There isn’t any doubt with the fact that over the years, the percentage of electorate turning out to exercise their franchise has been falling at an increasing rate. And no one other than the political class needs to be blamed as to why such a large proportion of the electorate stands politically disengaged. And this trend, which in itself is not so encouraging, is most visible in urban India. Rightly so, for the informed and empowered urban India realizes how the political class has been continuously defeating the entire purpose of elections. But then, this has not been true for rural India!
It is rightly said that the rural heartland is actually the heart of political India. Therefore, anybody willing to make it big in his/her political career would have to necessarily make it big in the rural heartland. And that is the reason most of the political class routinely marches towards rural India, albeit only during elections. While the rest of the time, not many would be much interested about rural plight, come election time and things change for sure. The reason is quite simple. In India, it is the rural mass which ceremoniously votes. Unlike their urban counterparts, they are less informed, mostly illiterate, disempowered, and on top of that have not yet given up their hope on elections. And it is for the very same reasons that for a long period of time, rural India has also been a hotbed of election malpractices. Duping the gullible rural mass has not been much difficult and vote rigging has always been a common practice. Wherever other things failed, raw muscle power has been efficiently put to work, and democracy in rural India has always been reduced to mere tokenism.
Thankfully, in the last one decade, in some states, much of that has started to change on account of two important reasons. The first is the introduction of electronic voting machines – or the EVMs – which has not only revolutionized elections, at least in some states, but has also ensured transparency in voting to a large extent. Thanks to the sophistication of technology and the efficiency it brings with it, mass rigging in polling booths is now futile as the voting machine just records one vote every around 15 seconds. The second reason is the massive deployment of central paramilitary forces and micro-observers by the Election Commission, moves which further rule out the chances of voter coercion. There can be no doubt about the fact that the whole election process today is relatively more efficient and foolproof than what it was a decade and a half back.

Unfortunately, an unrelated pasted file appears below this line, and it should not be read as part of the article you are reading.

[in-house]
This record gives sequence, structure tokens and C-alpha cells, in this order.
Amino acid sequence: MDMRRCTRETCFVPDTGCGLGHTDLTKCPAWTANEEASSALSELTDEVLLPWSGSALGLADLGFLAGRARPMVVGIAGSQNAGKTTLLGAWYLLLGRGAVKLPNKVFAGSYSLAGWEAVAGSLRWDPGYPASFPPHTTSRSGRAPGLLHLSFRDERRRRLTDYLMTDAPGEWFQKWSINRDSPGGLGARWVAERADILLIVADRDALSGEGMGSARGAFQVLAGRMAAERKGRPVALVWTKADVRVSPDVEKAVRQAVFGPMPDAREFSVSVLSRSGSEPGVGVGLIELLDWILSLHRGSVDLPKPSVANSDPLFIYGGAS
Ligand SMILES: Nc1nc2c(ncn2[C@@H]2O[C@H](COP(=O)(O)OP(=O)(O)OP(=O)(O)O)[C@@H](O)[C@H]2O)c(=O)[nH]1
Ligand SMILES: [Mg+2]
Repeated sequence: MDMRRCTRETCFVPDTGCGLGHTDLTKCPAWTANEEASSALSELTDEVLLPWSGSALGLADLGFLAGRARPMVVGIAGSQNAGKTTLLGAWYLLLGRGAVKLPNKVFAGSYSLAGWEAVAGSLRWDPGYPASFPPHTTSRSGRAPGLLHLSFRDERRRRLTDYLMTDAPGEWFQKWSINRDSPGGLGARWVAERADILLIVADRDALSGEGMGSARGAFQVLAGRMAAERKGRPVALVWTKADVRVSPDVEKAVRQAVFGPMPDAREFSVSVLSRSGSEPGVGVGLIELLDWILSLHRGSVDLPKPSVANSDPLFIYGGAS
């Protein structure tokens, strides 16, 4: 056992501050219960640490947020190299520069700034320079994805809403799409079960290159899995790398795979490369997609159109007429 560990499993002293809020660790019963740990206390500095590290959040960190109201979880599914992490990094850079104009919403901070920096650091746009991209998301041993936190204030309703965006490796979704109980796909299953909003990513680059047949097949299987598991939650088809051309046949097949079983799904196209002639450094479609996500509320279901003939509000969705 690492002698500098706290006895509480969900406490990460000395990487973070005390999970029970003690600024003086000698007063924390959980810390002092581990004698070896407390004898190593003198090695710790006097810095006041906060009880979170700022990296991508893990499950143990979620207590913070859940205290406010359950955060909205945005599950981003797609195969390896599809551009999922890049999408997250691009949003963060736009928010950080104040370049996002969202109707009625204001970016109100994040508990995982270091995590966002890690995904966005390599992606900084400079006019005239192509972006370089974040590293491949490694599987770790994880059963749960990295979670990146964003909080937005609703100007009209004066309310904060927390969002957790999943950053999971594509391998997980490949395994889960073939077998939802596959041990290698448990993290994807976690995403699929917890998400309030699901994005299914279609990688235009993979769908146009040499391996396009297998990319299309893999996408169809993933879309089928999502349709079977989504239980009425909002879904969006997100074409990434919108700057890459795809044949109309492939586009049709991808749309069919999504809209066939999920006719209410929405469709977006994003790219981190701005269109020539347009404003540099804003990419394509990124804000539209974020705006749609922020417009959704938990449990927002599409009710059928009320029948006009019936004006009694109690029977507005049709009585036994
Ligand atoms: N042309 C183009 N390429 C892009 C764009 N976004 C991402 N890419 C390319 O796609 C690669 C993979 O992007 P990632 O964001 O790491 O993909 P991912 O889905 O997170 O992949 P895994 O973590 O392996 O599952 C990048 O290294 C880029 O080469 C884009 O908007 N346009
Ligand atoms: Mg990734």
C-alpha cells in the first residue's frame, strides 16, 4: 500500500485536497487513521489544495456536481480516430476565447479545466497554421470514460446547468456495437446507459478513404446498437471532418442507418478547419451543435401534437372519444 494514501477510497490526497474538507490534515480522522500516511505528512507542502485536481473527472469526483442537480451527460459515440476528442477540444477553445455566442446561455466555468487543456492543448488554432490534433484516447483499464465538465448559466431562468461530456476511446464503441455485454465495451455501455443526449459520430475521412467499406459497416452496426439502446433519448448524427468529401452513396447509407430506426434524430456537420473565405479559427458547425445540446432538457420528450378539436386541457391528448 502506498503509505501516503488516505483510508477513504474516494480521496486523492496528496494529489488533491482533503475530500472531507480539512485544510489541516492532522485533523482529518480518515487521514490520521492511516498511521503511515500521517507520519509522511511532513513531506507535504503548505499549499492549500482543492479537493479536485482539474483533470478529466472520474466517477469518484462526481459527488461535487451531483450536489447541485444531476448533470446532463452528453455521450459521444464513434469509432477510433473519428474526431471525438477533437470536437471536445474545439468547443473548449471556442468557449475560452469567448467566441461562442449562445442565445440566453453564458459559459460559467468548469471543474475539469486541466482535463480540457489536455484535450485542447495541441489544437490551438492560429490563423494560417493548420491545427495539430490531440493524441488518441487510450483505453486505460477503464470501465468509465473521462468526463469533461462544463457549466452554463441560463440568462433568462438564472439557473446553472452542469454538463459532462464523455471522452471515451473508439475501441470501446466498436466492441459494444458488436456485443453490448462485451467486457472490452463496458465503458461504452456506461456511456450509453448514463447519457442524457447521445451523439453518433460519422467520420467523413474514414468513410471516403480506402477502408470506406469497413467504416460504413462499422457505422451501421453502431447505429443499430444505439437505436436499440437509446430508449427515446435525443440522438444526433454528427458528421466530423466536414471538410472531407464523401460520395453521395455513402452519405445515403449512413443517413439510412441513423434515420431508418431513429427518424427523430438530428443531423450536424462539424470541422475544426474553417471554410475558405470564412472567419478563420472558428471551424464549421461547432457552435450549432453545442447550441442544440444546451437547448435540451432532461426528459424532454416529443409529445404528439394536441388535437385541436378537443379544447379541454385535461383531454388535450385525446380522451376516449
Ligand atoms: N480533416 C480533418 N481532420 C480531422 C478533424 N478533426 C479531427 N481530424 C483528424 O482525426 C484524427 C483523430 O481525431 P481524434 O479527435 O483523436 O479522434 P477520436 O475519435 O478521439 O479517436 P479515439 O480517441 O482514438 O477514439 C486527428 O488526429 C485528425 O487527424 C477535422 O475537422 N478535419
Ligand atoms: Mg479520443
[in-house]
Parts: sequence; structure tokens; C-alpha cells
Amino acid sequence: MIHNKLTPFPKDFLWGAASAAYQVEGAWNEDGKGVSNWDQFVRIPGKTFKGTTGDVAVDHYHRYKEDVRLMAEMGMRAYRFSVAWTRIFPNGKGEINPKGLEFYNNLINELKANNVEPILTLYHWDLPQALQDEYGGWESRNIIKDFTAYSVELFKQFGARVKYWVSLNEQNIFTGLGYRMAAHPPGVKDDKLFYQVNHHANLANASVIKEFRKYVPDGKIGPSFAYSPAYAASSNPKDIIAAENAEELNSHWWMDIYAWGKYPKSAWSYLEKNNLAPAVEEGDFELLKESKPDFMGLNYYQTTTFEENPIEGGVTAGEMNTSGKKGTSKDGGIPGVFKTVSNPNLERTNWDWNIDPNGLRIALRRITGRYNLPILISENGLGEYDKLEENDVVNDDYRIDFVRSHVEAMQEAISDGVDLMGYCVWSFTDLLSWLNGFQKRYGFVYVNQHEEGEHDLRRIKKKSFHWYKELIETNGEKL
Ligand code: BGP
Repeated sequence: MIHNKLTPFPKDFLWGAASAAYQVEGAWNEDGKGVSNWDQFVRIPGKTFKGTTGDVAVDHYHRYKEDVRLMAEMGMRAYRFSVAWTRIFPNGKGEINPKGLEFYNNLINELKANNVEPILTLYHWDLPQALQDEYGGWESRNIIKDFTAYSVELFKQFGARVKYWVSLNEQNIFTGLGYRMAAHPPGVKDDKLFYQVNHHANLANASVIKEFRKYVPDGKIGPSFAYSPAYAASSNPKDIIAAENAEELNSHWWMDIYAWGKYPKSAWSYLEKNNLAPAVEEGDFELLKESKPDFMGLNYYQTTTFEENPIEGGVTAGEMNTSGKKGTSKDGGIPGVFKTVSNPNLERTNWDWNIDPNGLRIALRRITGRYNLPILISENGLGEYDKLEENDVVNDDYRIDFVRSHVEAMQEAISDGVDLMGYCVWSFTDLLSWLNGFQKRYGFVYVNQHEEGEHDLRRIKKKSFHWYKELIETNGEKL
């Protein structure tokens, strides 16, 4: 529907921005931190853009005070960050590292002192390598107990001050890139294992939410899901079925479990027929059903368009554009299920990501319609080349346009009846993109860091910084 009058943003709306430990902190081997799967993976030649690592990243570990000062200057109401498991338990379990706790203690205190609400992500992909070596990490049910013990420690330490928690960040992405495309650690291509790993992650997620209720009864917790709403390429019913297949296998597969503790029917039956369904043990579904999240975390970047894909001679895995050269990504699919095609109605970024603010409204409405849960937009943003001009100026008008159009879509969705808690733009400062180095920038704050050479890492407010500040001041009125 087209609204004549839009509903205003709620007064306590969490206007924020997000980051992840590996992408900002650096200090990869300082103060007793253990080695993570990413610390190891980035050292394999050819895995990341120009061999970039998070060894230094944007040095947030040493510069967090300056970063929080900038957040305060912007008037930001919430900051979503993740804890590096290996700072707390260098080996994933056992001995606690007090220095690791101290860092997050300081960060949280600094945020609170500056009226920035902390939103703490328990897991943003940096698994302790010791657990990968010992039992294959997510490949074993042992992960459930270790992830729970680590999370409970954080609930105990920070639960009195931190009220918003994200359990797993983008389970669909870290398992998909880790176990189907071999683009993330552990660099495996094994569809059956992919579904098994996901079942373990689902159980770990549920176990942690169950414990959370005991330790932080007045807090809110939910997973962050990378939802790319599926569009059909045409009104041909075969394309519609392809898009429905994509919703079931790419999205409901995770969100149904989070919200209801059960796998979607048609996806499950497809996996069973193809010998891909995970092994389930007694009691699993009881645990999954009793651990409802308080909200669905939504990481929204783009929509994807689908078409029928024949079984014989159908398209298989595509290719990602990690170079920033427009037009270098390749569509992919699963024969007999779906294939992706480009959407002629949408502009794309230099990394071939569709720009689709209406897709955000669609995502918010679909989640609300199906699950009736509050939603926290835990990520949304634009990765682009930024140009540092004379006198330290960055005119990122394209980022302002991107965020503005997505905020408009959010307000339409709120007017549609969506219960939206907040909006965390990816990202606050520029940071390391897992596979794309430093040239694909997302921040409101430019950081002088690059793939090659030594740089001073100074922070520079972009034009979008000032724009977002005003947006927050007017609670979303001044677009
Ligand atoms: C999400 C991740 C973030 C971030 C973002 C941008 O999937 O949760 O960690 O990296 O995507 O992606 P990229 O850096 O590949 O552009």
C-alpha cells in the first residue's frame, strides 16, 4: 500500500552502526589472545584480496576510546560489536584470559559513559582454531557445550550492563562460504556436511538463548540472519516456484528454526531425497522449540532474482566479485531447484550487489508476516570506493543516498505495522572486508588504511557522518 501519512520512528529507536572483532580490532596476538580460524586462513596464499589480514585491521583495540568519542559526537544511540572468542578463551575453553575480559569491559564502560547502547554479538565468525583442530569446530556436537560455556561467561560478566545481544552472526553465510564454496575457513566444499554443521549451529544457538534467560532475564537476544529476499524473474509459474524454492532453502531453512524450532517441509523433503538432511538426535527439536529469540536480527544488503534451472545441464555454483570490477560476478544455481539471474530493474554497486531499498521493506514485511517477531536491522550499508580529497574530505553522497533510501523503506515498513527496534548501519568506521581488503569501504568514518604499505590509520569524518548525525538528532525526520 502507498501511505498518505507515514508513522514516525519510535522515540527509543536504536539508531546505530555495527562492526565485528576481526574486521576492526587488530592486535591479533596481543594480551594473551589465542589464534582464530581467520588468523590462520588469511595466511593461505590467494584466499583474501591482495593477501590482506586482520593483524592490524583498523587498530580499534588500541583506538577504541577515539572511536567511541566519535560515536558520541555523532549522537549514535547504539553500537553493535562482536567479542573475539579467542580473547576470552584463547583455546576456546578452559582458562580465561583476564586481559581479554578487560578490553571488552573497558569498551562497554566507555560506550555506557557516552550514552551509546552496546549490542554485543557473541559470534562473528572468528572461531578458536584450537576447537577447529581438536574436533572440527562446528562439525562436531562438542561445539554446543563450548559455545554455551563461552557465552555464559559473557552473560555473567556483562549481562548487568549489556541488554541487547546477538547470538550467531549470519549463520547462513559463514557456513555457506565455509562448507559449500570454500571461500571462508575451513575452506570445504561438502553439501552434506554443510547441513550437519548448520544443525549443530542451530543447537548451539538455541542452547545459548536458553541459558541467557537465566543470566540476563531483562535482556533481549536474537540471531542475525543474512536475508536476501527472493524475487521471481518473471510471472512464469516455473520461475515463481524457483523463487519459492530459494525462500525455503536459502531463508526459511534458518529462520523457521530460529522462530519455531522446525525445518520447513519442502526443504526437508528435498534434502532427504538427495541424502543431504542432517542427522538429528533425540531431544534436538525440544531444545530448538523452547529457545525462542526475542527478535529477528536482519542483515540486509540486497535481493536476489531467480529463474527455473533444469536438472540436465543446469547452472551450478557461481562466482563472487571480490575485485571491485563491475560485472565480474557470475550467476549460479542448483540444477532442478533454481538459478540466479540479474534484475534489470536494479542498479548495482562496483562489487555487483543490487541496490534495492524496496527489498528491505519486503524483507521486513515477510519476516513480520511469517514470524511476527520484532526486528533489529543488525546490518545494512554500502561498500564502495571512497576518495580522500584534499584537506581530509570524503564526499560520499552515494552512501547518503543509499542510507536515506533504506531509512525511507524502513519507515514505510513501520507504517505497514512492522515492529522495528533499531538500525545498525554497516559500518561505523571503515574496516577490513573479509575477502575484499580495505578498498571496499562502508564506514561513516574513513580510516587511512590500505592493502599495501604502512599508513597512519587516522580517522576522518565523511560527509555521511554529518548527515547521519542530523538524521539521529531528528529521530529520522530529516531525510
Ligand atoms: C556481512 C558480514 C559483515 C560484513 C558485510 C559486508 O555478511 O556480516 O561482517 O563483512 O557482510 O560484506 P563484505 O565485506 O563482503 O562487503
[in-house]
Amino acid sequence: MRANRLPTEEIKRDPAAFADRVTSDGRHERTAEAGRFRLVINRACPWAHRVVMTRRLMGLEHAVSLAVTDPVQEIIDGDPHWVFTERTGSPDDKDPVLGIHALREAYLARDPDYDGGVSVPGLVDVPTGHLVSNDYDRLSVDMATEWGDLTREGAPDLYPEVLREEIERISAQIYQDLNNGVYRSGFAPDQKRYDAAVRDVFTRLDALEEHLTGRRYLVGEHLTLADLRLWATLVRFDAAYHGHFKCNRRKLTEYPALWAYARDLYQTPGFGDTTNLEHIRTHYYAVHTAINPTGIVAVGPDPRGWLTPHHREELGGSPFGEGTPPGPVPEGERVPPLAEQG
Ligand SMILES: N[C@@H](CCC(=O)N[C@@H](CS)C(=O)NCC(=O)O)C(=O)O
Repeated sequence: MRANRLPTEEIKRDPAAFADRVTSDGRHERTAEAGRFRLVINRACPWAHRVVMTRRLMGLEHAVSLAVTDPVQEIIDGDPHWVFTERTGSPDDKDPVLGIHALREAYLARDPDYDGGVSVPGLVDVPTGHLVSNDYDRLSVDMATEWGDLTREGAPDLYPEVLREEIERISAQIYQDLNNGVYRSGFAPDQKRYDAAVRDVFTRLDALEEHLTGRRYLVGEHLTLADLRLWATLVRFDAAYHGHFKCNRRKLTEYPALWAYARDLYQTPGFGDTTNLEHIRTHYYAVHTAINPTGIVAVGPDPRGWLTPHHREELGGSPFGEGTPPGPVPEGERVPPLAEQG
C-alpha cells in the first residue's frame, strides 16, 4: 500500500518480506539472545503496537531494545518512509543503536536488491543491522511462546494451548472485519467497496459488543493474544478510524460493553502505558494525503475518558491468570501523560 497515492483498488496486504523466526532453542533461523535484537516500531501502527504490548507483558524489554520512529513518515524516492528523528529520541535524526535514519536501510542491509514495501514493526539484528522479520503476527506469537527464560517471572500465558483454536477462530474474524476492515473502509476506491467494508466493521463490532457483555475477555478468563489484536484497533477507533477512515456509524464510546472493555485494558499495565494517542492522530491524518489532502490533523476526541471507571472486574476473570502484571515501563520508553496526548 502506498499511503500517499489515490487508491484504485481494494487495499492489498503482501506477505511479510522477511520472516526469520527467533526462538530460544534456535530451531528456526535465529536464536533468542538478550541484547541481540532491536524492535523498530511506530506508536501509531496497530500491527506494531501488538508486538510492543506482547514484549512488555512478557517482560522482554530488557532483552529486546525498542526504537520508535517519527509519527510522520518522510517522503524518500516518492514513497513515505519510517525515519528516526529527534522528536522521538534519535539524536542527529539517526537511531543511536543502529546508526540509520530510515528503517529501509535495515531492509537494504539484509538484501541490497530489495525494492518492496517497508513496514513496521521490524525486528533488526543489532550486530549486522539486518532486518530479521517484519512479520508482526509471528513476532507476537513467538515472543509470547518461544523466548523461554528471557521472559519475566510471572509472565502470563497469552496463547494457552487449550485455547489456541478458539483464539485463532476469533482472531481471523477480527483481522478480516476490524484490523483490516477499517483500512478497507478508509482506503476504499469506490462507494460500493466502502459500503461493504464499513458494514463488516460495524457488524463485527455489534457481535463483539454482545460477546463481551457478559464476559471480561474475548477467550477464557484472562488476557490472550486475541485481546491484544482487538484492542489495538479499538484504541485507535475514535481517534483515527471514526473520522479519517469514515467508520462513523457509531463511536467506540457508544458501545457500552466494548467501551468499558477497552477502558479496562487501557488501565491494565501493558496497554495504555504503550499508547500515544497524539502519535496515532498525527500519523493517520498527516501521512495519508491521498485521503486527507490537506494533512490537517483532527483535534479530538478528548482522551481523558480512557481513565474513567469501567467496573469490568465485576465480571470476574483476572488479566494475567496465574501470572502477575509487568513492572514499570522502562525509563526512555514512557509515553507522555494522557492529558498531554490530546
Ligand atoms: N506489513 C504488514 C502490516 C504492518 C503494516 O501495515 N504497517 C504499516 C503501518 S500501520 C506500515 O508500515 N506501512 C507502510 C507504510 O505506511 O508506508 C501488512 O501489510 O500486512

Yet, the most unfortunate thing is that in spite of all these, the fate of the rural folk has not changed much. If the proactive measures of the Election Commission have given rural India some respite from the bloodsucking political class, then another monster of modern day India, i.e. Naxals – again created by the very same political class – has taken away their peace. The movement that started for the sake of bringing justice to the rural lot, who have been actually deprived for ages, has today become one of the biggest impediments to development in some of the remotest and most backward districts of India. Today’s shocking reality is that even though the government has realized the monster that they have created, they can’t do much about it. Rather, they have not done anything about it! It is so very tragic that particularly during elections, the Naxals or the Maoists have been ruthlessly killing poor innocent villagers as they get paranoid with the fact that voting would not only wean away the rural lot from them, but would also undermine their own hold in the regions where they hold sway. For the sake of holding on to power by spreading fear and false propaganda, Naxals today have gone to an extreme extent. In the past one month, they have killed more than 50 police personnel and are hell bent on destroying anything which is symbolic of India’s democracy and Constitution, or whatever is left of these. They don’t even mind conscripting young children as rebels; and instead of giving books in children’s hands, rifles are thrust upon them to kill without even knowing for what reason – not that any reason could ever be justifiable. Today, several parts of Chhattisgarh, Jharkhand, Bihar and Orissa have been transformed into war zones. Thousands of square miles of land have been plastered with landmines by the Naxals to prevent the paramilitary forces from coming in. Development has almost taken a backseat in most of these places.
All in all, it is most tragic that the most underprivileged rural India is perennially at the receiving end! No doubt, elections would become meaningful only the day that these rural folk can fearlessly visit voting booths and exercise their franchise. And the icing on the cake would be the day when they can vote not for an opportunist criminal, but for a leader who can give them back what they have deserved for generations!!!
- 14 May 2009 |
- Arindam on Indian Politics